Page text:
For instance, check out this image of Prince William:
If this is all you saw, you would automatically think he was giving a rude gesture to the crowd or to the press. Fortunately, we have multiple camera angles and can gain a greater perspective:
As it turns out, he was holding up 3 fingers to explain something. As you can see, one camera does not necessarily tell the full story. Investigators should always seek to work with multiple sources, and sync the timing of video evidence so they can view things from multiple angles.
4) Video Evidence Does Not Speak For Itself
Another popular misconception is that “video evidence is a silent witness that speaks for itself.”
This idea was given a lot of credibility because of a Supreme Court ruling in Canada, and the ruling has been adopted in many places around the world. It was also determined during the days of analog video, when there was a lot more consistency in video evidence quality and playback.
Today, however, things have changed. Grant Fredericks, a certified Forensic Video Analyst, had this to say during an interview with Eugene Liscio,
“The concept that video speaks for itself is probably the most egregious introduction of an argument that I have heard, in court as it is testified today. This is because video does not speak for itself. Depending on how the video has been captured, colors may not present correctly, shapes may not present correctly. Oftentimes the video is not acquired accurately. Images will be dropped…So interpretation is critical. Video, like any other witness, can be misleading and must be interrogated.”
5) The Timestamp on Video Evidence May Not be Correct
Many cameras will place the recording time and date onto the evidence. This can be a helpful feature for investigators who are investigating a case with hours of video evidence for a crime that only took a couple minutes. If you know the time of the crime, you can quickly find the footage you need. It is also helpful if you have multiple cameras and want to sync the timing of them.
Unfortunately, the times displayed on cameras cannot always be trusted. User error, power outages, glitches, daylight savings, and many other features can cause the timecodes on cameras to be incorrect. In fact, it is not unusual to have a case with multiple recording devices where 1 device is correct, another is off by 20 minutes, and another is off by 6 hours.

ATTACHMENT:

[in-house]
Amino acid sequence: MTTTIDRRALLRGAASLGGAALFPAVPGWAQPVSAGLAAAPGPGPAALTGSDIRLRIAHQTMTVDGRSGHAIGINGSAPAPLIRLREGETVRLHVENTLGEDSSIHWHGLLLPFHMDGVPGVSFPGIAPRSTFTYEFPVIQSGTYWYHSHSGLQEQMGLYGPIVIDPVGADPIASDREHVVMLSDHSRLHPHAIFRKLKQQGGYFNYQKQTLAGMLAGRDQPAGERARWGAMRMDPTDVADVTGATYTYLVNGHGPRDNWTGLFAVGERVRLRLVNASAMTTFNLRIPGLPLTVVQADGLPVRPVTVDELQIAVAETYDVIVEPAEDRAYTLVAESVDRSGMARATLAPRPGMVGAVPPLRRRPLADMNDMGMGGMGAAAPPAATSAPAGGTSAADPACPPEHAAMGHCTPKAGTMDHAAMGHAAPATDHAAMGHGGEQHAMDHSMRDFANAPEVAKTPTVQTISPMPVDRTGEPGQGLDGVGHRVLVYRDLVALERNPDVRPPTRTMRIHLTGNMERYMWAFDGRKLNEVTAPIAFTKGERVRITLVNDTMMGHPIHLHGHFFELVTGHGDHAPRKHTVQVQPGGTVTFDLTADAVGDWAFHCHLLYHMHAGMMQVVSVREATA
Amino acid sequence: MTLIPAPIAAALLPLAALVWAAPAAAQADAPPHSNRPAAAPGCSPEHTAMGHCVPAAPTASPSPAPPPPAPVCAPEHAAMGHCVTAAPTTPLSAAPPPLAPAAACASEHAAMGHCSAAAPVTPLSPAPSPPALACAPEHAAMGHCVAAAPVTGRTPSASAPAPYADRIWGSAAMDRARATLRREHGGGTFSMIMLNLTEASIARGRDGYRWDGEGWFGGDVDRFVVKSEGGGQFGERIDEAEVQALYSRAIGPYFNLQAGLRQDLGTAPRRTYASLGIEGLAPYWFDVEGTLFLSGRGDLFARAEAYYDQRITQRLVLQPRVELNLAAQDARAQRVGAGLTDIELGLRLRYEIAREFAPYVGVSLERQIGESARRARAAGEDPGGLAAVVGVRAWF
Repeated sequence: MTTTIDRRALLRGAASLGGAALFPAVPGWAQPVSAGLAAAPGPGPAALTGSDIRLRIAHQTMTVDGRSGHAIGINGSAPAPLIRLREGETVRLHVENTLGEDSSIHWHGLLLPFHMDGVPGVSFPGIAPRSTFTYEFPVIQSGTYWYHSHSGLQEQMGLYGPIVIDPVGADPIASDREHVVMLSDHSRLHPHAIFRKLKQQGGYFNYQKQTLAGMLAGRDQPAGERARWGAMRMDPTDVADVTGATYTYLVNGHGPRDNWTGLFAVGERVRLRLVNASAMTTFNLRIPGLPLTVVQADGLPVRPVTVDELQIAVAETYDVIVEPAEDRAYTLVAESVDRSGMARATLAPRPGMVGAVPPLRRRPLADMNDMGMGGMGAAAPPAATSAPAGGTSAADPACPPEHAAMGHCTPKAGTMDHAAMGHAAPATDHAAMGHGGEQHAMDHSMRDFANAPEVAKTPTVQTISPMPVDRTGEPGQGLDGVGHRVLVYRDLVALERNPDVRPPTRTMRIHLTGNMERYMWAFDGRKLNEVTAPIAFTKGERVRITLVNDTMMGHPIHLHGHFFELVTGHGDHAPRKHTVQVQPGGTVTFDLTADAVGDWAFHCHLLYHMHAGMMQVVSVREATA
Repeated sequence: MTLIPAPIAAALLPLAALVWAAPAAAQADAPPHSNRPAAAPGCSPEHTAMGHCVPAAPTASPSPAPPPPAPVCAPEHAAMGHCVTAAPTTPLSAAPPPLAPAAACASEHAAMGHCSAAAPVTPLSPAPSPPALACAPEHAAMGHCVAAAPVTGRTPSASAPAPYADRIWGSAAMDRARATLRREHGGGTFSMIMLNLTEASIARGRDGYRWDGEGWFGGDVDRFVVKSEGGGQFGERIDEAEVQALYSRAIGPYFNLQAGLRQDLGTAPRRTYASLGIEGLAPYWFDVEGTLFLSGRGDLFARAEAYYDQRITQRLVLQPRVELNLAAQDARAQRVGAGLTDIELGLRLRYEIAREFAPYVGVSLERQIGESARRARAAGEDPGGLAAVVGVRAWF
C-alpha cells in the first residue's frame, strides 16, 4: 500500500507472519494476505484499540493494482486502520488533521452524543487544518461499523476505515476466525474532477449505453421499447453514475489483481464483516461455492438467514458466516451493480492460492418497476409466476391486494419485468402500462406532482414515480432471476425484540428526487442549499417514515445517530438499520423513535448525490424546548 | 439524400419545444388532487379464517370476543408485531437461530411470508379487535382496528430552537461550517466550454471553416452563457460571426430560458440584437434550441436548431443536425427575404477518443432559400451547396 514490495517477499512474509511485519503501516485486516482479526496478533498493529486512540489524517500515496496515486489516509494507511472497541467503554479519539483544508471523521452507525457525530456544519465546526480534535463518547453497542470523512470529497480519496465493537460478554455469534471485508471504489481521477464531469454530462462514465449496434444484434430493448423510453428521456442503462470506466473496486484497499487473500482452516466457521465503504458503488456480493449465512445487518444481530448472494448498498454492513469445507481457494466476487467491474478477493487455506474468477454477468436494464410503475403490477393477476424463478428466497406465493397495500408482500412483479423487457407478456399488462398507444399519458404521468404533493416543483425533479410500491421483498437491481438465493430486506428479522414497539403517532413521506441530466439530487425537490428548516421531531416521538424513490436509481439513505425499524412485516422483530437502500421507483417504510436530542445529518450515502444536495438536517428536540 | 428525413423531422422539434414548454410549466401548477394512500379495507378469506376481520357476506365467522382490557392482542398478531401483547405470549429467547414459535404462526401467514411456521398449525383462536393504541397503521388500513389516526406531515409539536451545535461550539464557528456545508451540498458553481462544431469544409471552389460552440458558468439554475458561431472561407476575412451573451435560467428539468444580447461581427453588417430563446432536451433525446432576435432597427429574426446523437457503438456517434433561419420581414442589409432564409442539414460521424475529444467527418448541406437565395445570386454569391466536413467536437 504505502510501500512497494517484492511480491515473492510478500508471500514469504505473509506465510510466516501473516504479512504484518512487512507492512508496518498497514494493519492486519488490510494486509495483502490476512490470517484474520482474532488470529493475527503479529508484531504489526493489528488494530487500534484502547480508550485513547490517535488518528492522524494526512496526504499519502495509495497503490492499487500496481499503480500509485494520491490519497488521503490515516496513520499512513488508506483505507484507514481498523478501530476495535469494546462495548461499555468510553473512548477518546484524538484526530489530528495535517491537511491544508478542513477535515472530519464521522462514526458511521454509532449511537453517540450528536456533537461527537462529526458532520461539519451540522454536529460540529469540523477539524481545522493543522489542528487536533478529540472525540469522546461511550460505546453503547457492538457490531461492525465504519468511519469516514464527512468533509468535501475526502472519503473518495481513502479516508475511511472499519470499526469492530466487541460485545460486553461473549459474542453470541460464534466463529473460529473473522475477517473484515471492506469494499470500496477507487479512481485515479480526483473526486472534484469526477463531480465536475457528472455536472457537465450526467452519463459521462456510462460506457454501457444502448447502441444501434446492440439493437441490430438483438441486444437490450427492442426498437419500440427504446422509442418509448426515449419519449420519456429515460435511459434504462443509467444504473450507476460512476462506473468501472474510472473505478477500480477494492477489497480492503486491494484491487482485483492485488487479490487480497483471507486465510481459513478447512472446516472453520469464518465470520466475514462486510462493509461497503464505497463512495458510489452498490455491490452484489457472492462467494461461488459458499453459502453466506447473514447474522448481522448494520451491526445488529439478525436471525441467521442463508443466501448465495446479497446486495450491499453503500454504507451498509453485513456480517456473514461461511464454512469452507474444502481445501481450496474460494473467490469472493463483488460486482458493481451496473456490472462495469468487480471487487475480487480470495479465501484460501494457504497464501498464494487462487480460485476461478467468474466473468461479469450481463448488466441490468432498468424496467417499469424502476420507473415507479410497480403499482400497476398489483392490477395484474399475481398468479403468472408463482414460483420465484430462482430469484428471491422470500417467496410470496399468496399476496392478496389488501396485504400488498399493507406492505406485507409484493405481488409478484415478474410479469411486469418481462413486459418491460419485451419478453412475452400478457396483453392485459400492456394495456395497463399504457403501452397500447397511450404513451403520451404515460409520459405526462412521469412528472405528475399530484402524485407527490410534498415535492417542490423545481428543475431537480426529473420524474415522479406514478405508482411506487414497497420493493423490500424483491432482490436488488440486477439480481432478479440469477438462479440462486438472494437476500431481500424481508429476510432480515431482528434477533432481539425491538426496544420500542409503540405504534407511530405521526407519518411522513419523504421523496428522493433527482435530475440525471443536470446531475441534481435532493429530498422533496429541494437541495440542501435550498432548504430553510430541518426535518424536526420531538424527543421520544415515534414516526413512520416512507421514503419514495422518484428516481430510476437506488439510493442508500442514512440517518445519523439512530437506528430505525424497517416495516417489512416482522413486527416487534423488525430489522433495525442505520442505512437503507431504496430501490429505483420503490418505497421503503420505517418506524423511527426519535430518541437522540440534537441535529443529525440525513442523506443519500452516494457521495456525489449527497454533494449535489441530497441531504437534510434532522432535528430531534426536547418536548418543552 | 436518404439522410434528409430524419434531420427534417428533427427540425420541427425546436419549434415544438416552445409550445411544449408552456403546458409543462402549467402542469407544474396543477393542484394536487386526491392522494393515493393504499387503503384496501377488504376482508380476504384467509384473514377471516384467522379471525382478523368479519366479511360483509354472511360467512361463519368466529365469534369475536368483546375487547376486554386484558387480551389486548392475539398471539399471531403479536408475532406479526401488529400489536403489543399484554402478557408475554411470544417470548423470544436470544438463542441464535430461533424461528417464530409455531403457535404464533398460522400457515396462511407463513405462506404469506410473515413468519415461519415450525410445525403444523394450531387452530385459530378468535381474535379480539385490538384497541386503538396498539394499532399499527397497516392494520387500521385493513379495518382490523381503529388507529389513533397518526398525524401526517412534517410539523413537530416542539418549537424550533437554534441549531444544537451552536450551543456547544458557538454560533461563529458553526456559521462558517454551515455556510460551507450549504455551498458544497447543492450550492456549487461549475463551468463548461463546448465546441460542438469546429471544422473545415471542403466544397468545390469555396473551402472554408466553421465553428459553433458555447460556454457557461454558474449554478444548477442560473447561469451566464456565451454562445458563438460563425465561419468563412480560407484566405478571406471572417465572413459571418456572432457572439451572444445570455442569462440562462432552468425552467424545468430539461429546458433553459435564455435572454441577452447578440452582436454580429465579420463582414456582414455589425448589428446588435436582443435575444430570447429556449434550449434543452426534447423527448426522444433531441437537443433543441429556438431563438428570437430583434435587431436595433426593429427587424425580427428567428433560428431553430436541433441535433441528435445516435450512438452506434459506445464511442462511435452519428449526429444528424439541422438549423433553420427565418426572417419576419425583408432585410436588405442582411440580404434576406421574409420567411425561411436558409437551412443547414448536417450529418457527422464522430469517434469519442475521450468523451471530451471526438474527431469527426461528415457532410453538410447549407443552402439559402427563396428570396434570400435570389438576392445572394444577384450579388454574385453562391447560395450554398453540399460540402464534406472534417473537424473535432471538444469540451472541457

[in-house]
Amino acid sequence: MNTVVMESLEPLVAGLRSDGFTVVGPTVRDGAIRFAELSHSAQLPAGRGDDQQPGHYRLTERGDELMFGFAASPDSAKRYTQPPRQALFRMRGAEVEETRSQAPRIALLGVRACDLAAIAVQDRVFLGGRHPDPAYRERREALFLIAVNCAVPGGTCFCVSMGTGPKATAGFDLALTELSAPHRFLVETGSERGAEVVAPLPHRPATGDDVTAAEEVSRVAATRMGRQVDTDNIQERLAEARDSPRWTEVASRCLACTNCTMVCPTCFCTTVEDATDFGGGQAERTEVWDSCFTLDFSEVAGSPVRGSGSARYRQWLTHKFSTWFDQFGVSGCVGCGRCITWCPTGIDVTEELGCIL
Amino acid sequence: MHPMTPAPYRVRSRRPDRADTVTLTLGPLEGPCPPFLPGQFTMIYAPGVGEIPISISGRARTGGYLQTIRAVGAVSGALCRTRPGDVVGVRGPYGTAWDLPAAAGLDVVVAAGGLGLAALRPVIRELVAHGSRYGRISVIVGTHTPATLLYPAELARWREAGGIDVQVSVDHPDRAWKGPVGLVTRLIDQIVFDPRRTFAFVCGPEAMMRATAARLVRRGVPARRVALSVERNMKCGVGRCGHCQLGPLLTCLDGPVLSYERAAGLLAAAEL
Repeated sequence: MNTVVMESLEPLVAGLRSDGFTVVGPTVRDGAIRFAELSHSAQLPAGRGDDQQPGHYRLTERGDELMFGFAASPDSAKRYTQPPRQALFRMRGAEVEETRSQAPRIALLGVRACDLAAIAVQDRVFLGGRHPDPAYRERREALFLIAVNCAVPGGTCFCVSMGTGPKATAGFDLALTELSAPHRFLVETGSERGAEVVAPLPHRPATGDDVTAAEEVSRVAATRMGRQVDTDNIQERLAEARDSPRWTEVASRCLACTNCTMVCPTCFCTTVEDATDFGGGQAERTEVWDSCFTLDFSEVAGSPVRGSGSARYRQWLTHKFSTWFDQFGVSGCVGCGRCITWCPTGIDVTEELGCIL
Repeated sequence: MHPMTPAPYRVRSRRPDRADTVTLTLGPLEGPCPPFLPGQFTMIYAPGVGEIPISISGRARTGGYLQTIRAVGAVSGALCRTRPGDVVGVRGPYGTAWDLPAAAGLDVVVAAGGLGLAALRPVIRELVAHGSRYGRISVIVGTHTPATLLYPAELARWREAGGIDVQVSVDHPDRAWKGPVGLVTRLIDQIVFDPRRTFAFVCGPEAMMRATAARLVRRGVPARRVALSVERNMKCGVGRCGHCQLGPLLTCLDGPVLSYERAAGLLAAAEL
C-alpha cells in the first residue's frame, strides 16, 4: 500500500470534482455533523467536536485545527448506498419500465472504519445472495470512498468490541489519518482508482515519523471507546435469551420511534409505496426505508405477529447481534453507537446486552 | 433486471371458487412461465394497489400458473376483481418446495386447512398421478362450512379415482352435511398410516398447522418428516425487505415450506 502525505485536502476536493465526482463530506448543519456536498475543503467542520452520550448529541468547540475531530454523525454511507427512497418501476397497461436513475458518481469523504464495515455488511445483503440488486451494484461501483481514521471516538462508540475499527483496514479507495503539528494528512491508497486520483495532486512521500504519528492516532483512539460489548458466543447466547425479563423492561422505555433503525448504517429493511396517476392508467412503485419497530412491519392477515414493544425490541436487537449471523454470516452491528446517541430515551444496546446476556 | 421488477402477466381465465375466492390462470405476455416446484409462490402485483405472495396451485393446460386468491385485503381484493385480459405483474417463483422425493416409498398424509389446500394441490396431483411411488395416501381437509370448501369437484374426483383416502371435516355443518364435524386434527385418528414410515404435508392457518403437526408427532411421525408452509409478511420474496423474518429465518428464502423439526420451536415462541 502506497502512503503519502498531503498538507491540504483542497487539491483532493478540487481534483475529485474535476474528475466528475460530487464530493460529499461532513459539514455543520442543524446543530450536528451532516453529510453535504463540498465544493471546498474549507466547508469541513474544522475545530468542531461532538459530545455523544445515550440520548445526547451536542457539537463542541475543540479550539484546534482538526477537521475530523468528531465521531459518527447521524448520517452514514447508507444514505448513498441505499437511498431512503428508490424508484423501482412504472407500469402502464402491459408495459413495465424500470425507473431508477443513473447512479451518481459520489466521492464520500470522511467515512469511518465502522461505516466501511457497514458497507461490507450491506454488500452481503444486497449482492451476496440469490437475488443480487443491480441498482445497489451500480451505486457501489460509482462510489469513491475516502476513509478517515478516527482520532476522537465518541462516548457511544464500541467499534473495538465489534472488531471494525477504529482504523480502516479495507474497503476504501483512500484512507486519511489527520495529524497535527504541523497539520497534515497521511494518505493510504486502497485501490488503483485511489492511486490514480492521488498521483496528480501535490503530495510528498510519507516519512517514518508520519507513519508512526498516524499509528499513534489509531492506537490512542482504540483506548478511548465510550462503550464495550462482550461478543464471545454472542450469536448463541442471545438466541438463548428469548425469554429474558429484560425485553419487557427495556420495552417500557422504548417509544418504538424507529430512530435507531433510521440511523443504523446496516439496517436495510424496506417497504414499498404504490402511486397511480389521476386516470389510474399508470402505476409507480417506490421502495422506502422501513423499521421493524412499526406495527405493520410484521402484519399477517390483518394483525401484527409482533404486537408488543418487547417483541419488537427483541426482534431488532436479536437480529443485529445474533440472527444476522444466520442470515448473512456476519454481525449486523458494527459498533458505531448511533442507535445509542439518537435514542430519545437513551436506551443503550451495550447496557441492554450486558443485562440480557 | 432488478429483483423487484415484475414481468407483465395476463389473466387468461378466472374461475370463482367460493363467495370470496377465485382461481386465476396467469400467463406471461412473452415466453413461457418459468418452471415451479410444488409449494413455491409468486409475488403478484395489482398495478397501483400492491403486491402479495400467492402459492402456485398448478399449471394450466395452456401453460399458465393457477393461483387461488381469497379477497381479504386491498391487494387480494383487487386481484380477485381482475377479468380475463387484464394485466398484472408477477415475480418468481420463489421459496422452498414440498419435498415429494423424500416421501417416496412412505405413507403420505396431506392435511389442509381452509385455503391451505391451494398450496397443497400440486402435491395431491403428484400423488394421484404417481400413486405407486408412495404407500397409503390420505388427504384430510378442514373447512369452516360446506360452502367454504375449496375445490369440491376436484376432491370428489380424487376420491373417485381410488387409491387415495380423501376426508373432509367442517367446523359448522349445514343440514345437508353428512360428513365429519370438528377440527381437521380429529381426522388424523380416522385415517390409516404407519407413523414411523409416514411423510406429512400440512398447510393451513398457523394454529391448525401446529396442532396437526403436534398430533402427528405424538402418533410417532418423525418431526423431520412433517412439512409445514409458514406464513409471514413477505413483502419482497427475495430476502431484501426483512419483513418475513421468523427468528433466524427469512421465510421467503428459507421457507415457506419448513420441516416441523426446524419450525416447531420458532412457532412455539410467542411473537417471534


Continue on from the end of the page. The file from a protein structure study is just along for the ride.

You can learn more about correcting the timecodes with the video below:
In short, investigators should always measure the offset to real time. They can use this data to validate or correct the timing data that is displayed on the screen and automatically align them.
This can save investigators significant time and help move cases forward more efficiently.
6) Compression Can Remove Important Details
In movies and sports, people frequently review evidence that is incredibly high-definition. In the real world of video evidence, however, investigators must frequently work with lower quality footage.
The higher the quality of the recording, the more space it takes on a camera and computer. Many recording devices and converters get around this through the process of compression. It removes high frequency detail so that viewers can get a reasonable picture of events, even if key details get lost.
This can create significant challenges for investigators. For instance, the image below is from a case where a business in California was robbed at gunpoint, and the primary suspects were arrested that same day. Defense counsel argued that his client couldn’t be the same person as the suspect on video because his client has hand tattoos. As you can see in the video evidence, the suspect does not appear to have any tattoos.
In this case, the suspect IS the same person with the hand tattoos, but this particular DVR recorder removed a significant amount of “high frequency detail” in that specific area of the image. This effect can be measured by using the macroblock analysis tool within iNPUT-ACE – and is often helpful to articulate to a jury why images can’t be enhanced to the extent often shown in shows like CSI.
This is a frequent challenge with license plate footage as well. Compression can make the letters on the license plate extremely blurry, or even disappear. When that data is not recorded, then you cannot enhance it back. It simply doesn’t exist in the recording.
Although some compression occurs in the original recording, every time a file is converted it can add more compression. This is another reason why it is important for investigators to work with the original file whenever possible.
7) MP4 and WMV Files May Not Be the Original
When forensic video specialists are given an .mp4 file or .wmv file from a CCTV system to review, they immediately ask, “is this the original file?” Both .wmv and .mp4 are popular video file types and can play on most devices, so it may seem like a good thing when you’re trying to investigate video, however, it often means it is a converted file and not the original.